6 of 6 thought this review was well written
Swallow the Sun is one of those bands where you can just say their name, and people will either respond in their minds with a “Hell yeah!” or a subtle “…ugh.” You really don’t have a place to start for introductions with them, making it difficult to overcome the barrier of language to turn people on to what you/they are trying to express. And now they have returned with a single song that paints a portrait, ever so carefully if you really listen; a single song that portrays a story of delicate annihilation and, of course, heartrending loss. If you’re a musician you understand just how difficult it is to transfer certain feelings from your mind to sound, and Swallow the Sun seemingly do this effortlessly. If you know the band, you should recognize the growth undergone here, as this concept (from the sound of it) doesn’t seem doable, let alone interesting if you want to stretch that far.
As I mentioned, there is only one song, lasting 35 minutes. The story is broken up into three parts: Losing the Sunsets, Plague of Butterflies, and Evael 10:00. It’s a story of a hermit, deep woods, loneliness and the plague, and according to Juha (guitarist/composer), it is the soundtrack complementing a short film they may be putting together. The diversity of the many parts is one of the first things you’ll notice, and the way they are constructed together is noticeably a venture that no doom band has begun; then taking into account the pure, organic chemistry the band has with each other, it’s as if they feed off each other to produce their piece of the puzzle. Like many classical composers will say, a song’s beauty is truly the sum of its parts, and that seems to be the focus here.
Moving on to the members, people may be happy to hear that Mikko’s vocals have variation now! No longer does he just do standard low and high growls; he has incorporated his influences much more than before, stating Ihsahn as a main one. Even so, his standard growls have more power (meaning more dual vocals!) and aren’t as muffled as on previous albums, though there’s still room for improvement. His clean vocals may take getting used to for some for they sound unsure/not confident, but after listening to this album a few times they lose any annoyance. As always, Juha and Aleksi (keyboards) are shining together with Juha’s liquid, desperate melodies and Aleksi’s unique atmosphere; naturally Markus maintains his rhythms with confidence. Matti (bass) has a couple shining parts, but could be used more exclusively. Speaking of, Pasi’s drum parts have never sounded livelier.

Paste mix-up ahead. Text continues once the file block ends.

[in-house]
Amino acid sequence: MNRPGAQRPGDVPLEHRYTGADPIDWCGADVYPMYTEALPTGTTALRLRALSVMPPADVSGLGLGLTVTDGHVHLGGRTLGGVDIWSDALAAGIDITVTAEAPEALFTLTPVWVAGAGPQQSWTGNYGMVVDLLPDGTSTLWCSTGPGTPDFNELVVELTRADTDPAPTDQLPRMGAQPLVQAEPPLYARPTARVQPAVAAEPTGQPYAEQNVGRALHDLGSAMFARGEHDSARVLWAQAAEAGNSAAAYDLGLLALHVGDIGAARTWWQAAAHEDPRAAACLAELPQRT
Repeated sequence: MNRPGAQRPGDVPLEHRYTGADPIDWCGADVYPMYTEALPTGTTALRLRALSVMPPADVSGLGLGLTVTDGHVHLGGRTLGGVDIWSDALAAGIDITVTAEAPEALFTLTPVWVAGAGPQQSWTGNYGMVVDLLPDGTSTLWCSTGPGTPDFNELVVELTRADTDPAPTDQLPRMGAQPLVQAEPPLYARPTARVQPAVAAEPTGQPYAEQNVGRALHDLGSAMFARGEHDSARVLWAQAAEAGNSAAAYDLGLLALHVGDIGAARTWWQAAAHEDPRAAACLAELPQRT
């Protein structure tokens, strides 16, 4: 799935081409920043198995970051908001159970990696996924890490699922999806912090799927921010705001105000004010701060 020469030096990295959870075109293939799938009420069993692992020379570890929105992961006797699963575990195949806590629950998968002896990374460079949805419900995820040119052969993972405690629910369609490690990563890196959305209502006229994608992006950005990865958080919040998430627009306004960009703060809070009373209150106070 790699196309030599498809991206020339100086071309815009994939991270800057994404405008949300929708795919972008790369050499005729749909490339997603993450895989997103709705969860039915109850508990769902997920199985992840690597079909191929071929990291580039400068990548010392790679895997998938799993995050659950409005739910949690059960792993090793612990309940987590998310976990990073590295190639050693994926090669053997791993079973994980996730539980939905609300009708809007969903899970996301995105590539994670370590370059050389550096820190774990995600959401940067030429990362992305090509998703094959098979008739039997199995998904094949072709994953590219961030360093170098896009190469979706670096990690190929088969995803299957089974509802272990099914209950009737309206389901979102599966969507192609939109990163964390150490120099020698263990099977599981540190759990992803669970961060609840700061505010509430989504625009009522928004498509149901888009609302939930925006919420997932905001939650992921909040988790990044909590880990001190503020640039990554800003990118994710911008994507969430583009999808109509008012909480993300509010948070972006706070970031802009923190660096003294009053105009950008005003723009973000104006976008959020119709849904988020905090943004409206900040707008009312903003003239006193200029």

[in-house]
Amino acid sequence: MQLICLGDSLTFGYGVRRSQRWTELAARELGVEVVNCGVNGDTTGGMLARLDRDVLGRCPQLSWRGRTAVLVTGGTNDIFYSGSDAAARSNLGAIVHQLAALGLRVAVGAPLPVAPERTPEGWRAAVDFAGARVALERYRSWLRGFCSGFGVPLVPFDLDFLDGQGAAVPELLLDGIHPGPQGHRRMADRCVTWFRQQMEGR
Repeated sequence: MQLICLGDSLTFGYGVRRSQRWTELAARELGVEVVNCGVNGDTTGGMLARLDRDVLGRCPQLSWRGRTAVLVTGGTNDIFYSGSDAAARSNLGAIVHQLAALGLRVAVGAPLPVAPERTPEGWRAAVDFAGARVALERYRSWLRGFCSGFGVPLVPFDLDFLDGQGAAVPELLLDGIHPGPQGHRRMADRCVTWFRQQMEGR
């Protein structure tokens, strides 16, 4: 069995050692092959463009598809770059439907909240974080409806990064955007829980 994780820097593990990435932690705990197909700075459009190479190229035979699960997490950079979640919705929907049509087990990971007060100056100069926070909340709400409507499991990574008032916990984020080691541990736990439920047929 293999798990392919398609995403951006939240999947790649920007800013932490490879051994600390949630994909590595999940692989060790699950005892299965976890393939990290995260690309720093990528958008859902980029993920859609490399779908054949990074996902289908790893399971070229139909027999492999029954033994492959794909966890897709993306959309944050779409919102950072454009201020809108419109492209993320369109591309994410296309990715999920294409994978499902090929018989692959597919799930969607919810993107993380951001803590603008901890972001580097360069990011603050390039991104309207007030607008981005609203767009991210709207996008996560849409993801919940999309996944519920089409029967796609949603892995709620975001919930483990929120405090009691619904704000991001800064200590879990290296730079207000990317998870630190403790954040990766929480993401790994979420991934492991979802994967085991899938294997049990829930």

Thankfully, there’s nothing else you could describe as lively here. Throughout the album there is a vast undercurrent of supernatural ora, and if played through the right mindset deals interesting results depending on who you are. The album progresses from brittle, decadent sounds to your slow, traditional riffs, blending with beautiful piano runs with winds in the background to astonishingly crushing, heavy-as-*** riffage. Honestly, some of the heavy parts took me by surprise; think Gojira meets Opeth heavy. If you remember Too Cold for Tears, then I hope you like where the outro took that song, because there are a few parts similar here. Even so, there is almost no repetition whatsoever; aside from one or two recurring themes. With that in mind, I’ve come to find that this song flows smoother than a Cristina Scabbia erotic massage…if only I could compare…:(
Also included is the demo that got the band signed. Honestly it’s not that great, mainly due to Mikko’s immature vocals and one key factor that a doom band should never do: Do not play your songs faster! However, for you little tykes who think doom is too depressing, you just might be able to try this sucker out. Either that or I’m just immune to doom for now until the next Katatonia album comes out. Point is that if you enjoy concepts and have patience, there’s no reason you shouldn’t check it out. Past haters should give it a chance because this is something new for the band. As a latecomer of my top 2008 albums, I would highly recommend this to fans of dark, intense, and dismal music.